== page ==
Alexandra Snyder.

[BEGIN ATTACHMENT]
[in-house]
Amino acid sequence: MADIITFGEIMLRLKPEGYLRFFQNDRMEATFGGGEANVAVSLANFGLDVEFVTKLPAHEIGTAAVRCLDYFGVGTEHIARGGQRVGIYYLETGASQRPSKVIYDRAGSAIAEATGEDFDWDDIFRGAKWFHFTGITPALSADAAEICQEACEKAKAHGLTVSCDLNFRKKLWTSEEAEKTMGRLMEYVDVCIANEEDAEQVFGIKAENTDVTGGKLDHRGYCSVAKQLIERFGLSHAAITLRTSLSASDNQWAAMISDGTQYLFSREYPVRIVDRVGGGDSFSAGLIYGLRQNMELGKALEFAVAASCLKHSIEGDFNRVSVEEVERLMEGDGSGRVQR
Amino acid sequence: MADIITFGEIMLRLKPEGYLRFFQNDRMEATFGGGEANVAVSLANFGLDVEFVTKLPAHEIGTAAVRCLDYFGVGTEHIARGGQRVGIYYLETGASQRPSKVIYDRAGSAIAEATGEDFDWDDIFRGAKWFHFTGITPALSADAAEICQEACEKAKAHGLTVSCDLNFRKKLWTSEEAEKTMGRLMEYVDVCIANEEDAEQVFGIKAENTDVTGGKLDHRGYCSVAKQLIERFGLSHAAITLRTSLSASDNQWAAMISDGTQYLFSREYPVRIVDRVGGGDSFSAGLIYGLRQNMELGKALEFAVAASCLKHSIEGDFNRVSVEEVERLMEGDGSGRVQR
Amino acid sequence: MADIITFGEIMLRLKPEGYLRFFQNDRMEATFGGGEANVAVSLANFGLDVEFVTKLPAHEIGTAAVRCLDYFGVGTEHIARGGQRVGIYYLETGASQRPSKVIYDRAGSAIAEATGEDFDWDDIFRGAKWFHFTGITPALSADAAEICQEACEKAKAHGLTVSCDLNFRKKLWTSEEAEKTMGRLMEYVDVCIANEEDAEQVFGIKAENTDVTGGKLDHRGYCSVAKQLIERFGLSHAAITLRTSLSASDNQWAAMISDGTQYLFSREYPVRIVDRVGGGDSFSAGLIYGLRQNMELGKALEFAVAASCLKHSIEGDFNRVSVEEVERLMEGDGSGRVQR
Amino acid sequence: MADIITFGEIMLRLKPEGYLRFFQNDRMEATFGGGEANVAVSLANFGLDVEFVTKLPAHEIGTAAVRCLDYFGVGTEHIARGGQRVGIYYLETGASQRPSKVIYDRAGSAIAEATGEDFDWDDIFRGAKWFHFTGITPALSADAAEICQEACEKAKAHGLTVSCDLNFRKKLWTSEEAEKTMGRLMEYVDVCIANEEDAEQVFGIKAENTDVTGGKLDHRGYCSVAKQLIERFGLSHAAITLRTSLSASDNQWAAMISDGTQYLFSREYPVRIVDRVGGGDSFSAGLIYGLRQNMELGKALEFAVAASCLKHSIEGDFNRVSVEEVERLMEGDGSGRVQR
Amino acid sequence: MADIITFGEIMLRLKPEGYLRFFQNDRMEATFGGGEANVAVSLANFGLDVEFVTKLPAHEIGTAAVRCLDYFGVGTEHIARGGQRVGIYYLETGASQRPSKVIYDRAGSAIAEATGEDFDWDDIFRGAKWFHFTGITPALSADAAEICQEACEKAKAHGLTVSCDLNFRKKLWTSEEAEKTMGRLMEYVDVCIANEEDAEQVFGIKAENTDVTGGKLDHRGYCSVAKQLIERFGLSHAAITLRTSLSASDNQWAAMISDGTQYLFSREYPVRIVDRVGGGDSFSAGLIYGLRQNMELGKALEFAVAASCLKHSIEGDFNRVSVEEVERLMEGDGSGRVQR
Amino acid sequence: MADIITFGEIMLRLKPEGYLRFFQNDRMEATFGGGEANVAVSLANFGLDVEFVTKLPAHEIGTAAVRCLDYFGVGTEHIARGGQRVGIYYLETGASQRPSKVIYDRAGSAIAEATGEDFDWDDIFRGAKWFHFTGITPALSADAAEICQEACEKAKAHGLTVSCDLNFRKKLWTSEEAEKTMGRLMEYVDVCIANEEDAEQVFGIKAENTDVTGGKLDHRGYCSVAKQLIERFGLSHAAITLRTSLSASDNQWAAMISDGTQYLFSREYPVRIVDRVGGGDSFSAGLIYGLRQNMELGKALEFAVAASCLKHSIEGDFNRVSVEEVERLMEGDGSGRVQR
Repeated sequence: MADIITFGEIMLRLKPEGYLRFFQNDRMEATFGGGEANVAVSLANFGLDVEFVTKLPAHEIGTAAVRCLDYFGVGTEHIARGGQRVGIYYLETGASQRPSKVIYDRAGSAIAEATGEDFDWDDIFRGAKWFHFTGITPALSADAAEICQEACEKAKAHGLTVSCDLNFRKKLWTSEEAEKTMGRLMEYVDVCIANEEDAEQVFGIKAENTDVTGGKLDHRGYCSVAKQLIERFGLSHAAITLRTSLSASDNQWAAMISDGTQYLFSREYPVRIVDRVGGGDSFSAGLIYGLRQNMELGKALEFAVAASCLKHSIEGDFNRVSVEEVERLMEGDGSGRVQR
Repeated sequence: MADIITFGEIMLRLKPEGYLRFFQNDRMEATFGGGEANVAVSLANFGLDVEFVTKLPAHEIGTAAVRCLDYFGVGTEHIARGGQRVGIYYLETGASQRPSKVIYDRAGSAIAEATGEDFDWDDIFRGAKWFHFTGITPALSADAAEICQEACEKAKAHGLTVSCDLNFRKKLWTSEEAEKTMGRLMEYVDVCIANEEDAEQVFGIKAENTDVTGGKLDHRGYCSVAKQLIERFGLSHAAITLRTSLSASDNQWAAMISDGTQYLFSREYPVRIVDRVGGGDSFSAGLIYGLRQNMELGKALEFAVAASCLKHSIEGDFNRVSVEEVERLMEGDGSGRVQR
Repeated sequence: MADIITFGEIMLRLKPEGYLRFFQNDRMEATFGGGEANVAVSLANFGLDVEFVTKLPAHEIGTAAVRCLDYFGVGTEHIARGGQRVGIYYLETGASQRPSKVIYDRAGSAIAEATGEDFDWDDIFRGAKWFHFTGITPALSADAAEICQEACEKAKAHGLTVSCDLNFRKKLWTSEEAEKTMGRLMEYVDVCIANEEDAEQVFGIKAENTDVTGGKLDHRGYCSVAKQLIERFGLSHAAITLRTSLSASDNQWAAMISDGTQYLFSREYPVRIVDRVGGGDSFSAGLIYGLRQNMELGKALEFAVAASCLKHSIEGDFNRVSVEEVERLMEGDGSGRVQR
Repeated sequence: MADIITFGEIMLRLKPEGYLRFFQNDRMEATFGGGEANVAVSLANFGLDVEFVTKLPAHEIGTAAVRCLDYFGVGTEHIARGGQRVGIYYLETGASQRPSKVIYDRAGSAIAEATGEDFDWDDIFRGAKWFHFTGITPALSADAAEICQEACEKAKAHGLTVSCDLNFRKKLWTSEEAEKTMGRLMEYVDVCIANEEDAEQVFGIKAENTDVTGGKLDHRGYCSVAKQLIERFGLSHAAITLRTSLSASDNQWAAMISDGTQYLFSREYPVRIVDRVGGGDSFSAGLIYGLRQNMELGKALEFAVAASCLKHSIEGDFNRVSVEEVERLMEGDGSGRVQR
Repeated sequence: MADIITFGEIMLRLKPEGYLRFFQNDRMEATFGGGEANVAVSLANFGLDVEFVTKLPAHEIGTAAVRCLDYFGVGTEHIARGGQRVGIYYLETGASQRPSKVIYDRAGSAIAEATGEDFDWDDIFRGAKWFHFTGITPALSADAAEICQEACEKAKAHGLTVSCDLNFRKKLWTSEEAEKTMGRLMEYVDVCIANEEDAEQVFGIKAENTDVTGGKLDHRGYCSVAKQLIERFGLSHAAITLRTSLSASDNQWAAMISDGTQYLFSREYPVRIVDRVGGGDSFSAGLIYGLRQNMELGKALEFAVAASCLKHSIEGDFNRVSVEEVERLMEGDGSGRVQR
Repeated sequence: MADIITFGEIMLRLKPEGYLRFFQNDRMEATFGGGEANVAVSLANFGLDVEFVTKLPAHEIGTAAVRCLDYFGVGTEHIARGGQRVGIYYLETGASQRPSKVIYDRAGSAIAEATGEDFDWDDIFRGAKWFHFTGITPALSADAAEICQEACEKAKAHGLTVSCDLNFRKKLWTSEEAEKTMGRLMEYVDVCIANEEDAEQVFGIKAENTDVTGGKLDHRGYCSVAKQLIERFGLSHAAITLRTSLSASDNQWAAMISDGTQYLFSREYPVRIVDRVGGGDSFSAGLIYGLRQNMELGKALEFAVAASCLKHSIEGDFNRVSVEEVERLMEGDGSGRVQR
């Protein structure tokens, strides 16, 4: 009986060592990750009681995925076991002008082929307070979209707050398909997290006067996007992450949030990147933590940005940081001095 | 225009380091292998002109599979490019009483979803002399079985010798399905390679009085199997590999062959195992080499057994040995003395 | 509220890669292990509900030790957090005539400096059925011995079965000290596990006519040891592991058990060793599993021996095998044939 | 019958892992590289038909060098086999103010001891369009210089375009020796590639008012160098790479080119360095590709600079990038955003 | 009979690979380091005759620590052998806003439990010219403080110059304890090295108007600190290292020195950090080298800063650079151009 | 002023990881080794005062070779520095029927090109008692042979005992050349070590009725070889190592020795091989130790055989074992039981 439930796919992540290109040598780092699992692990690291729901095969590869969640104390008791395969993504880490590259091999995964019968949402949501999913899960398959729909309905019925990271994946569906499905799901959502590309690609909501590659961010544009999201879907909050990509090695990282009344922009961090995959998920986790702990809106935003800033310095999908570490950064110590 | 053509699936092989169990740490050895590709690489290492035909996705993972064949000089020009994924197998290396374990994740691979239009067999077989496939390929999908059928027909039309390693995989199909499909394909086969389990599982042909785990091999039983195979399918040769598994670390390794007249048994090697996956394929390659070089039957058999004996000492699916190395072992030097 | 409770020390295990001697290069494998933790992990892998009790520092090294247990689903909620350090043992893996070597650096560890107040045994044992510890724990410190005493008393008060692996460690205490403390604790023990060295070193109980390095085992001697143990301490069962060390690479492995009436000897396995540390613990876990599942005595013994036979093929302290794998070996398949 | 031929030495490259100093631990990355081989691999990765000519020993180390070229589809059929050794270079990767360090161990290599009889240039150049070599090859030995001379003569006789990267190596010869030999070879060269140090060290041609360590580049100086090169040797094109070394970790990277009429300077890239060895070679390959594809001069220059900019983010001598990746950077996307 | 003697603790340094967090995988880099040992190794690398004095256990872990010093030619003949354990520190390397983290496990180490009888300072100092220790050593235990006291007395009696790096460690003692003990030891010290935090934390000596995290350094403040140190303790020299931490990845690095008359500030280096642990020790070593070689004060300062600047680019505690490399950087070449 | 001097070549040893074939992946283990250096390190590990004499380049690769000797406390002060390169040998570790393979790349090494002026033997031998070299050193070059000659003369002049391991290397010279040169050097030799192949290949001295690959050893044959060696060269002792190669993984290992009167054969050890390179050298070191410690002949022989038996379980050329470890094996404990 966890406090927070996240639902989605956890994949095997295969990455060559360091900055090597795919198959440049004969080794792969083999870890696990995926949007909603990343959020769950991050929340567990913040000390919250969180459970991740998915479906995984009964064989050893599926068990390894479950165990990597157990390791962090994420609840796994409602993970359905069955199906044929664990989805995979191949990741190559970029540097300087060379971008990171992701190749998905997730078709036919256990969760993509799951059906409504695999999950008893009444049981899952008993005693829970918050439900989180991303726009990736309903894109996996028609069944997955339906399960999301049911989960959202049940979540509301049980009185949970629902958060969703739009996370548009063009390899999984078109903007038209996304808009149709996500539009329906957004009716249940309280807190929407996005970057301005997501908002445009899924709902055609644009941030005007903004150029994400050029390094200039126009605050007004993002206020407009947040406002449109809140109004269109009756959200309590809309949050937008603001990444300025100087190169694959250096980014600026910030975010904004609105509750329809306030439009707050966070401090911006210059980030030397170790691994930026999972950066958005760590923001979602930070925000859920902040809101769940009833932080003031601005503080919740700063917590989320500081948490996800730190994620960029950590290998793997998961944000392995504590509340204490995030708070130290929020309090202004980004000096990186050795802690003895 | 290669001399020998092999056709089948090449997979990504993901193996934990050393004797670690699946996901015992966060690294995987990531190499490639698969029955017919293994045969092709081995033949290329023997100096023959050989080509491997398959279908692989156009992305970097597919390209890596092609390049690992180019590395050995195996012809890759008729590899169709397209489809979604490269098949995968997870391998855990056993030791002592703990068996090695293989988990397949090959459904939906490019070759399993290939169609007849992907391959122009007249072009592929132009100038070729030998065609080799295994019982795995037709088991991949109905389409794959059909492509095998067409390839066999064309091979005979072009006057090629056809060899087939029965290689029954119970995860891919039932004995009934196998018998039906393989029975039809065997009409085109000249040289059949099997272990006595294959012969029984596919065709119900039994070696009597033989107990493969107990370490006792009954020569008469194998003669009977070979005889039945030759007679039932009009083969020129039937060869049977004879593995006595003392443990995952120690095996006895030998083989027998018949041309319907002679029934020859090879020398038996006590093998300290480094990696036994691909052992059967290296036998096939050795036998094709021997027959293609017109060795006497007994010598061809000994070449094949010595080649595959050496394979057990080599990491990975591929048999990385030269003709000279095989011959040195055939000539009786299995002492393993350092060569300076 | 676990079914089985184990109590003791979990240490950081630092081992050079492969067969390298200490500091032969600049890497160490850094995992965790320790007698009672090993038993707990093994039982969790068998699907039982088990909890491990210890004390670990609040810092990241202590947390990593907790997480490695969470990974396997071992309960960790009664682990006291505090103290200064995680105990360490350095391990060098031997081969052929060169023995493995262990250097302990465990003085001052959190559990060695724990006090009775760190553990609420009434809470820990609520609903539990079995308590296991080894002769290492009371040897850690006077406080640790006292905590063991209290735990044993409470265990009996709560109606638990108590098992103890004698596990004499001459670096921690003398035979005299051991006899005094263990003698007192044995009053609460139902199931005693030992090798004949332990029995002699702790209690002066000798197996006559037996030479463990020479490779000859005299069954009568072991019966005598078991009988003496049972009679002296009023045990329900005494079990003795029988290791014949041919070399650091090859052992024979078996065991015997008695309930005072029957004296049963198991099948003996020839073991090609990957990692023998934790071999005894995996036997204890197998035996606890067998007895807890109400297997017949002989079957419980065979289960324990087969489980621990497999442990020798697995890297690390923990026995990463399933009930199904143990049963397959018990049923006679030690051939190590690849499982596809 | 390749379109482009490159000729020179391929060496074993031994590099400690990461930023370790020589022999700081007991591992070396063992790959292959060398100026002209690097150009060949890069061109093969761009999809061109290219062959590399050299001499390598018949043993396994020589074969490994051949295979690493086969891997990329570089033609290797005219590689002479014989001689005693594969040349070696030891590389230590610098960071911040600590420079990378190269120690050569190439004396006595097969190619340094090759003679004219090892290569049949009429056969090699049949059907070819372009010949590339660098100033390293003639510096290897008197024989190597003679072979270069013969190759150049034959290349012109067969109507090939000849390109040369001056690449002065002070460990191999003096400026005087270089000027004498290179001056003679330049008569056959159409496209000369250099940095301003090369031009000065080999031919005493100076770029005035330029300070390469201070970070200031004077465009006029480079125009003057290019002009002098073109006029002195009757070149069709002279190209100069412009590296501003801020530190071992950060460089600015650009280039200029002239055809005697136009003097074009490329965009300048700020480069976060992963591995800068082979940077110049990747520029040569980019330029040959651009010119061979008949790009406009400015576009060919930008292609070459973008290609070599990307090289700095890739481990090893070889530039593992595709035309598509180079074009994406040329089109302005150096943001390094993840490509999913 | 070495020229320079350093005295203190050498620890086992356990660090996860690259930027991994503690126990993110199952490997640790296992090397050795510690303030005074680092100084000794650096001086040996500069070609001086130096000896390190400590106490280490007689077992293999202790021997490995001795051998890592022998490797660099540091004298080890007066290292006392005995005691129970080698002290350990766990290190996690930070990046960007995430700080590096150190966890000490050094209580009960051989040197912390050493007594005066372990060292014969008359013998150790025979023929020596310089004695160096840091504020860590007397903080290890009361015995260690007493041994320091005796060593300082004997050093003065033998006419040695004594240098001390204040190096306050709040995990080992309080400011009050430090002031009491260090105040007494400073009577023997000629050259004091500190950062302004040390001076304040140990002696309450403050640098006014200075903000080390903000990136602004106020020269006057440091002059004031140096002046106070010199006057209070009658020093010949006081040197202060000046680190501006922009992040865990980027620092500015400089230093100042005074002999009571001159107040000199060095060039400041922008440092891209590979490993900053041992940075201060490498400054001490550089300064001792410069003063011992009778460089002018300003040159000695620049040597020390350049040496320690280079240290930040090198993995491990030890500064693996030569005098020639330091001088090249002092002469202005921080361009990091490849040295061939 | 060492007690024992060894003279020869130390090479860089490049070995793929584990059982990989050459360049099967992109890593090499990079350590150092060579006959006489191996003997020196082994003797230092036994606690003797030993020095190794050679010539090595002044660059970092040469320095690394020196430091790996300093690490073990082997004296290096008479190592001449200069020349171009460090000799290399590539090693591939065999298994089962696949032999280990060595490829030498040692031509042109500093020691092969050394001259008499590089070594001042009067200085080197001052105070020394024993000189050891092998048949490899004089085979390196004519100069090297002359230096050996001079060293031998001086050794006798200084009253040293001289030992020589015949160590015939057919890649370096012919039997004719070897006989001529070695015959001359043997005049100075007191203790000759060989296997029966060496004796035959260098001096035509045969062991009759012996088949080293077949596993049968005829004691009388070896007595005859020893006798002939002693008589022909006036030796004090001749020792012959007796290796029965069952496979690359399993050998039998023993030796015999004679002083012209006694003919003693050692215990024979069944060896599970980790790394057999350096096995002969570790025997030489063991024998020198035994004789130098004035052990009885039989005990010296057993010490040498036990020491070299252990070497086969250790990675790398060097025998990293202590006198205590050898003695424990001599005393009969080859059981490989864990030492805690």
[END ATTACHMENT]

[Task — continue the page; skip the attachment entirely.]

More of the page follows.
The study was published in the journal Psychiatric Providers recently.. Alexandra Snyder, M.D., Vladimir Makarov, M.D., Taha Merghoub, Ph.D., Jianda Yuan, M.D., Ph.D., Jesse M. Zaretsky, B.S., Alexis Desrichard, Ph.D., Logan A. Walsh, Ph.D., Michael A. Postow, M.D., Phillip Wong, Ph.D., Teresa S. Ho, B.S., Travis J. Hollmann, M.D., Ph.D., Cameron Bruggeman, M.A., Kasthuri Kannan, Ph.D., Yanyun Li, M.D., Ph.D., Ceyhan Elipenahli, B.S., Cailian Liu, M.D., Christopher T.Wells, Ph.D., Atul Verma, M.D., Anthony S. Tang, M.D., Andrew D. Krahn, M.D., Christopher S. Simpson, M.D., Felix Ayala-Paredes, M.D., Benoit Coutu, M.D., Tiago L.L. Leiria, M.D., and Vidal Essebag, M.D., Ph.D. For the BRUISE CONTROL Investigators: Pacemaker or Defibrillator Medical procedures without Interruption of Anticoagulation Each year, around 1.1 Between 14 and 35 percent of patients receiving these devices require long-term oral anticoagulation therapy,2-5 and their periprocedural treatment presents a dilemma to physicians.6 Current guidelines recommend interruption of oral anticoagulation therapy and the usage of bridging therapy with intravenous unfractionated heparin or subcutaneous low-molecular-weight heparin around enough time of surgery.6 However, there are numerous of potential drawbacks to bridging with heparin in the perioperative period.